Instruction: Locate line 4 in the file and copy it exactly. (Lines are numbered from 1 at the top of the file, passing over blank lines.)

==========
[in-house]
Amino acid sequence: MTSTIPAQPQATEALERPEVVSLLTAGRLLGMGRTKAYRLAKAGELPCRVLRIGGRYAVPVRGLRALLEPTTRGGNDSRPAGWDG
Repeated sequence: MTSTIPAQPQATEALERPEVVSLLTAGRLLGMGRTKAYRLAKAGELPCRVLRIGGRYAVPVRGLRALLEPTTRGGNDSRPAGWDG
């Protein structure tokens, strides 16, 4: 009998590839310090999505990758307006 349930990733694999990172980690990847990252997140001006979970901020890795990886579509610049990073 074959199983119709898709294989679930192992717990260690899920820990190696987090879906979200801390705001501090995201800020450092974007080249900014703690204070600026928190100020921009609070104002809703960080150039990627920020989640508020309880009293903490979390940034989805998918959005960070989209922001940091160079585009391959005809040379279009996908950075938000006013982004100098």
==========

């Protein structure tokens, strides 16, 4: 009998590839310090999505990758307006 349930990733694999990172980690990847990252997140001006979970901020890795990886579509610049990073 074959199983119709898709294989679930192992717990260690899920820990190696987090879906979200801390705001501090995201800020450092974007080249900014703690204070600026928190100020921009609070104002809703960080150039990627920020989640508020309880009293903490979390940034989805998918959005960070989209922001940091160079585009391959005809040379279009996908950075938000006013982004100098």